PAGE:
REVELATION: I never knew that we were all indebted to the carmaker Lamborghini to help bring down UBL. And call me naïve, but I didn’t realize Navy SEALS looked like a bunch of biker dudes. I guess I kind of expected them to be lean and have short hair and be, like, ultra intense instead of laid-back.

 BEST LINE: “I’m the mother(bleep) who found this place.” – Maya.

 BEST LINE II: The always-awesome Mark Strong, as CIA bigwig “George,” gives his crew a bad-ass chewing out, “I want targets. Do your (effing) jobs. Bring me people to kill.”

If I’m making a movie in 2013, I’m making sure Mark Strong is in it.

BUMMERS: There are few more bad-ass people walking the earth than Navy SEALS, “With your dip and Velcro and all your gear bullshit,” as Maya contends. The movie made me hungry for more scenes with them.

ITS PLACE IN TIME:/BIG PICTURE: Because of the historical significance of the subject matter, the film will hold up over time. But it will probably be best remembered—at least so far—for its portrayal of torture (waterboarding specifically) to obtain information from detainees. Judas-like, the interrogators wash their hands of torture by claiming, “You decide how you’re treated by your answers.”

Ironically, one of the best nuggets of intelligence comes, not from torture, but from a clever bluff over a clean, civilized, outdoor meal of grapes and hummus.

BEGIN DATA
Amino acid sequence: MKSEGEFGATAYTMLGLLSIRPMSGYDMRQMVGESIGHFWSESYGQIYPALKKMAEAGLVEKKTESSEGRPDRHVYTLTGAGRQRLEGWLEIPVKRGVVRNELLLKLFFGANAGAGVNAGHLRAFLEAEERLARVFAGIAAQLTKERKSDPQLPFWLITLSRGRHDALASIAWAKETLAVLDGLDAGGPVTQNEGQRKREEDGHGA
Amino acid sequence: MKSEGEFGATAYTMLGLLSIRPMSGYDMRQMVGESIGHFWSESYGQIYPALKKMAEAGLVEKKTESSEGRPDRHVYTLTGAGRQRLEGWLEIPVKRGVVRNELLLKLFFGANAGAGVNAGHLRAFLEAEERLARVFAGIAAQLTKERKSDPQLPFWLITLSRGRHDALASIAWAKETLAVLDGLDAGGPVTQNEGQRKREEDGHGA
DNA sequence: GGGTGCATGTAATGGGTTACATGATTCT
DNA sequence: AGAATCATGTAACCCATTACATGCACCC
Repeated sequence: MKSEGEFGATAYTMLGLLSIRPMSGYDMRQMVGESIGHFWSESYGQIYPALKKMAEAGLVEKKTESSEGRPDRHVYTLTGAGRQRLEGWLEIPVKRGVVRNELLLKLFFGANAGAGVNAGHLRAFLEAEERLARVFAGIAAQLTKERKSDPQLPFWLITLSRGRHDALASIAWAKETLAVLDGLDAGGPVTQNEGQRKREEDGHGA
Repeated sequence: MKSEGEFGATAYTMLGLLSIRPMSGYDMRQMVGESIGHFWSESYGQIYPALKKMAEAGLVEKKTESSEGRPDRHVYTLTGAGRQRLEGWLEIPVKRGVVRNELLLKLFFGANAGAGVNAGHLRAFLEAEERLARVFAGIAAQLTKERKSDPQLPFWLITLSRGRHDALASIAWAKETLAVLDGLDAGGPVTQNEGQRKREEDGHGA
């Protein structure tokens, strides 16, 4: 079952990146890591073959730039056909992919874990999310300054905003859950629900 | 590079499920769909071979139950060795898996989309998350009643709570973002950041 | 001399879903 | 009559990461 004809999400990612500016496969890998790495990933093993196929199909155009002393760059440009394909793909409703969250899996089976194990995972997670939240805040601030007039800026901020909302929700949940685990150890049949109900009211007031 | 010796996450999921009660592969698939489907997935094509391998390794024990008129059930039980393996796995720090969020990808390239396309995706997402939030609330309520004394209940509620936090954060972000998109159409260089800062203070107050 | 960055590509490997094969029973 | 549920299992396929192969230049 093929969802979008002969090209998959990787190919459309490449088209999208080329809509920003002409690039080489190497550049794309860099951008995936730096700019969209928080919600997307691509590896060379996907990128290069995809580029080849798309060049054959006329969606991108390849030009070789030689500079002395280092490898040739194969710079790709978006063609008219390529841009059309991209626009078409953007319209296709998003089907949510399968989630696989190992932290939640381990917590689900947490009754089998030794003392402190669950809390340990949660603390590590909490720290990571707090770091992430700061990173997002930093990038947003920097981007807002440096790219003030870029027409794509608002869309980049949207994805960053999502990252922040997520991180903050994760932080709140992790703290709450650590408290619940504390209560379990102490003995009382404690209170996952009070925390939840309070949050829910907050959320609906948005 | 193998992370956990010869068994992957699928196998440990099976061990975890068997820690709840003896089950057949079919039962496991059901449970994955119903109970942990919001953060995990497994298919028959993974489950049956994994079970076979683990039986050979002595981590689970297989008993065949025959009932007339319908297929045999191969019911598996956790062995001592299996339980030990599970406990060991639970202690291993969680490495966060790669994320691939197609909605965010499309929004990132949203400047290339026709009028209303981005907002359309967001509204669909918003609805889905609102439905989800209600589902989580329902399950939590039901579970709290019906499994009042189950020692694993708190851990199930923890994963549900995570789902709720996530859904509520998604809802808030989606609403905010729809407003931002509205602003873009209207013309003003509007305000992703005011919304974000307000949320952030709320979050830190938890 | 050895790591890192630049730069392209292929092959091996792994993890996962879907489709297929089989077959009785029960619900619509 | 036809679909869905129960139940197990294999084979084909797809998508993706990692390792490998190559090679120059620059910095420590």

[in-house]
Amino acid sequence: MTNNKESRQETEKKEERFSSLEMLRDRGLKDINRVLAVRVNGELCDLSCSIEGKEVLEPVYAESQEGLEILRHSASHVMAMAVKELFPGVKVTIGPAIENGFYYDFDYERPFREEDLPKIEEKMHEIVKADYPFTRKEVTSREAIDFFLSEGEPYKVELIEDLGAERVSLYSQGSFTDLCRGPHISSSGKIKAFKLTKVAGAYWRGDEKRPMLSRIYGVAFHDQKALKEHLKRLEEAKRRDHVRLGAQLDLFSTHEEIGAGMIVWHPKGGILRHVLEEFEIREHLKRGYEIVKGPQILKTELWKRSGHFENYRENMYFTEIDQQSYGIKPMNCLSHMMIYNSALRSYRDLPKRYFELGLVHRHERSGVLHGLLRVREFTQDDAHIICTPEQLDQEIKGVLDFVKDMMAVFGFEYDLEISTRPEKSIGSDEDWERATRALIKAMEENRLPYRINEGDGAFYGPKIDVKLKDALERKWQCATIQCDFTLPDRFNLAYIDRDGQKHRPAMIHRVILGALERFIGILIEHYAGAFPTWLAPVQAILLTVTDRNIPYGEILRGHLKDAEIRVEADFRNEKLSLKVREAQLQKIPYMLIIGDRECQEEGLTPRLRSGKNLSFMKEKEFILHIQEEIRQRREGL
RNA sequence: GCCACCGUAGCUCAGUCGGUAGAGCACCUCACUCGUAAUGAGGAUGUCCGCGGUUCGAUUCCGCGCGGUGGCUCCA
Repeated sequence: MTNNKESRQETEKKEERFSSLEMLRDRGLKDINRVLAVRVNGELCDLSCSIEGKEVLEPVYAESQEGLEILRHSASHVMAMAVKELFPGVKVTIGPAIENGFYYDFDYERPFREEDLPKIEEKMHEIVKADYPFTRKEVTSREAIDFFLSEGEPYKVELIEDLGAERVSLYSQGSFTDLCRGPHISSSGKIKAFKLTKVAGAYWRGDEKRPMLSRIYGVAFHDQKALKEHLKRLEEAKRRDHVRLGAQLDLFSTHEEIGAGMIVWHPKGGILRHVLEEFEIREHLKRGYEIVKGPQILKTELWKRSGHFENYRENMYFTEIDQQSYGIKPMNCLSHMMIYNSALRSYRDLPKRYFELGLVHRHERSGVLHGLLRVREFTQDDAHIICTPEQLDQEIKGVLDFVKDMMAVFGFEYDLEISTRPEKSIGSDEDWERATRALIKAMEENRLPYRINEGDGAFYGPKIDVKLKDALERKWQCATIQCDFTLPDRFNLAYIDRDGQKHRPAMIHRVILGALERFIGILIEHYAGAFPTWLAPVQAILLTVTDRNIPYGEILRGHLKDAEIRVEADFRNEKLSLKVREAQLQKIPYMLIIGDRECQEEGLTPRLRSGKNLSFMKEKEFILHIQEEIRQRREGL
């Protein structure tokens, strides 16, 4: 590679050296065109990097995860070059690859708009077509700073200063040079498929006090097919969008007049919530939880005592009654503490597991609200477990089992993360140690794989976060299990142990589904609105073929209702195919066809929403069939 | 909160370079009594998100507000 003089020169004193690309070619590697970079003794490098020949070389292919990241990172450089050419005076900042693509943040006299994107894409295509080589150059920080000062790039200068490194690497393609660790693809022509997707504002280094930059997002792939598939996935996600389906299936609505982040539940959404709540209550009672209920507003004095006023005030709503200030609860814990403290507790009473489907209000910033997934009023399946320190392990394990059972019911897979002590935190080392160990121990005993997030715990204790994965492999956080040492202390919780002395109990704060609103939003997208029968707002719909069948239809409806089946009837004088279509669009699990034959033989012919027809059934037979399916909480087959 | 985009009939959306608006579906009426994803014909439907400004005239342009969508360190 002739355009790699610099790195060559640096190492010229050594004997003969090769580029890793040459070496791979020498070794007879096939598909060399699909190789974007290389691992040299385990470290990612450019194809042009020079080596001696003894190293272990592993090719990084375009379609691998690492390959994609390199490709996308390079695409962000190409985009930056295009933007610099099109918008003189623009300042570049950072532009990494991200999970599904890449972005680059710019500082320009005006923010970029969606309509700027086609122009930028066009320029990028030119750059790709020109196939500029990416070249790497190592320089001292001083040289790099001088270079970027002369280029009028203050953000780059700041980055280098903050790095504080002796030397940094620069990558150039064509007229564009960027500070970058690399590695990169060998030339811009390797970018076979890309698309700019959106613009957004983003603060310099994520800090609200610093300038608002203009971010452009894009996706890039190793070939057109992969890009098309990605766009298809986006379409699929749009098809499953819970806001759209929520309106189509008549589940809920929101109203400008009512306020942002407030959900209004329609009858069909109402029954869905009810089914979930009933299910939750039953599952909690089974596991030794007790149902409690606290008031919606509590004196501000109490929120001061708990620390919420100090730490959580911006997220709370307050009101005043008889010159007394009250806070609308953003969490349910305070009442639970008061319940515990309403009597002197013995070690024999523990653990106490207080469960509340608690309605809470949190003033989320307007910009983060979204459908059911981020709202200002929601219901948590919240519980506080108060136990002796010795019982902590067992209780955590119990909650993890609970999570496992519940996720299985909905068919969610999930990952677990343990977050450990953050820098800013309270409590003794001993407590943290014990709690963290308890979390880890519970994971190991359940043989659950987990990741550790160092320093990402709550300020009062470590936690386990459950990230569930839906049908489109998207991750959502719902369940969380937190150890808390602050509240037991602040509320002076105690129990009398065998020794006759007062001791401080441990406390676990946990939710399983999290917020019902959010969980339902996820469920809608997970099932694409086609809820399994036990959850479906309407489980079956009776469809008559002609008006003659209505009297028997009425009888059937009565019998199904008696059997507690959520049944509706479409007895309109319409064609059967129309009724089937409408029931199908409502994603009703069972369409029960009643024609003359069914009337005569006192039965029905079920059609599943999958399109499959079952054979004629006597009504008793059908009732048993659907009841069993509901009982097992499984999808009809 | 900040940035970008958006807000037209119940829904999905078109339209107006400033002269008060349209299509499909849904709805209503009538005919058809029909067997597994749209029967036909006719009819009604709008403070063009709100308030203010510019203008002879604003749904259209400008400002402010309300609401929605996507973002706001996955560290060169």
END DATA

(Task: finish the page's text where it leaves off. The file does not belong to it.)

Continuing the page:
Does “Zero Dark Thirty” imply UBL would never have been found without it? You could interpret it that way. But what were the filmmakers supposed to do, gloss over it? “Enhanced interrogation techniques” happened. To ignore that aspect would be dishonest. In storytelling, everything must have a purpose, so if you’re going to have a torture scene, it must be there for a reason.

In a statement to CIA employees, acting director Michael Morell said that while the film was wrong to depict torture as the key to finding UBL, the interrogations did produce useful intelligence.

 VERDICT: The scene of the helicopters at night, alone, makes this worthy of seeing this on the big screen and not waiting for Netflix or whatnot. Just don’t expect a thrill-a-minute action movie. Much of the narrative revolves around simple, unglamorous hard work.

If you found this review helpful and like my style, please consider checking out my novel, “I AM THE WOLF MAN,” available through Amazon.com. Click HERE to check it out!

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LINCOLN

PG-13 (2:29)

DIRECTOR: Steven Spielberg (Schindler’s List, Saving Private Ryan, Jaws, etc.)

SCREENPLAY: Tony Kushner

MY ANTICIPATION GOING IN: As movies are expensive, I have two general rules for seeing one in a theater (as opposed to waiting for it to come out on Netflix or whatnot).

1.            Either I’m just impatient or …

2.            It’s a big action movie that is best seen on the big screen.

Lincoln is the former. But this is one of those rare cases where you should go see it in the theater anyway, even if you aren’t impatient.